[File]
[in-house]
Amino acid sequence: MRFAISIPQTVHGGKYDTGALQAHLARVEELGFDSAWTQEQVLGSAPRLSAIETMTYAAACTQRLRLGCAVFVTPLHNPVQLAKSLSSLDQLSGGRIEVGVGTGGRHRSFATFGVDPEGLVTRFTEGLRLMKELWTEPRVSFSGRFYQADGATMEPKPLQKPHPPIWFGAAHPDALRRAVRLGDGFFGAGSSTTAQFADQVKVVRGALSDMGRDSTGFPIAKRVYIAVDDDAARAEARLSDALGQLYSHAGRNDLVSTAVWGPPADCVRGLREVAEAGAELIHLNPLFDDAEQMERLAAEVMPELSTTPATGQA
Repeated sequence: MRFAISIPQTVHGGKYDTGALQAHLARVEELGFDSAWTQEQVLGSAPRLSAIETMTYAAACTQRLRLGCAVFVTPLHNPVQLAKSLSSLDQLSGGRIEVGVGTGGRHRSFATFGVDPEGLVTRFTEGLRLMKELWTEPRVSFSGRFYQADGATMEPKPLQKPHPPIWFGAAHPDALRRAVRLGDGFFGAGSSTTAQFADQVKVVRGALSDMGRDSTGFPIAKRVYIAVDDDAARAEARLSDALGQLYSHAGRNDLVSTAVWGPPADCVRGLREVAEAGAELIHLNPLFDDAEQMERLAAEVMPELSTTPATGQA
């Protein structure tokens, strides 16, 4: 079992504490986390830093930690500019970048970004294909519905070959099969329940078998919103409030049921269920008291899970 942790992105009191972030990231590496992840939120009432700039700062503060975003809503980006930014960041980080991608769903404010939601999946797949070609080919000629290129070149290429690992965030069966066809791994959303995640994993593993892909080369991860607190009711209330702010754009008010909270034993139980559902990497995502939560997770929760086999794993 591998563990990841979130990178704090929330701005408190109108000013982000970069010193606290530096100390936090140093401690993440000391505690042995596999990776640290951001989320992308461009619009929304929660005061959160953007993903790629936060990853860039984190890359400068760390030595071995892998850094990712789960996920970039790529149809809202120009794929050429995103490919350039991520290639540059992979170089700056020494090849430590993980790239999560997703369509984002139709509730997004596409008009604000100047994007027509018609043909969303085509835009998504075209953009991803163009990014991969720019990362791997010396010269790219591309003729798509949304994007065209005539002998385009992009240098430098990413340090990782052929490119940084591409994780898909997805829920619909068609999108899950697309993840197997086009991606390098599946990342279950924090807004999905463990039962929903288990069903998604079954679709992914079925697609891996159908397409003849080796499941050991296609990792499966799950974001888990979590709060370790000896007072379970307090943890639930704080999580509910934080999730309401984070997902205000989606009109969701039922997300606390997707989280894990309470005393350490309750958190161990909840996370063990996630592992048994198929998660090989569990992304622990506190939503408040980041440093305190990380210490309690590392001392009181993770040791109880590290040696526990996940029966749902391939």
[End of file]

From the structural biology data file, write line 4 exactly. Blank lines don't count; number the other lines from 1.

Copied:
């Protein structure tokens, strides 16, 4: 079992504490986390830093930690500019970048970004294909519905070959099969329940078998919103409030049921269920008291899970 942790992105009191972030990231590496992840939120009432700039700062503060975003809503980006930014960041980080991608769903404010939601999946797949070609080919000629290129070149290429690992965030069966066809791994959303995640994993593993892909080369991860607190009711209330702010754009008010909270034993139980559902990497995502939560997770929760086999794993 591998563990990841979130990178704090929330701005408190109108000013982000970069010193606290530096100390936090140093401690993440000391505690042995596999990776640290951001989320992308461009619009929304929660005061959160953007993903790629936060990853860039984190890359400068760390030595071995892998850094990712789960996920970039790529149809809202120009794929050429995103490919350039991520290639540059992979170089700056020494090849430590993980790239999560997703369509984002139709509730997004596409008009604000100047994007027509018609043909969303085509835009998504075209953009991803163009990014991969720019990362791997010396010269790219591309003729798509949304994007065209005539002998385009992009240098430098990413340090990782052929490119940084591409994780898909997805829920619909068609999108899950697309993840197997086009991606390098599946990342279950924090807004999905463990039962929903288990069903998604079954679709992914079925697609891996159908397409003849080796499941050991296609990792499966799950974001888990979590709060370790000896007072379970307090943890639930704080999580509910934080999730309401984070997902205000989606009109969701039922997300606390997707989280894990309470005393350490309750958190161990909840996370063990996630592992048994198929998660090989569990992304622990506190939503408040980041440093305190990380210490309690590392001392009181993770040791109880590290040696526990996940029966749902391939």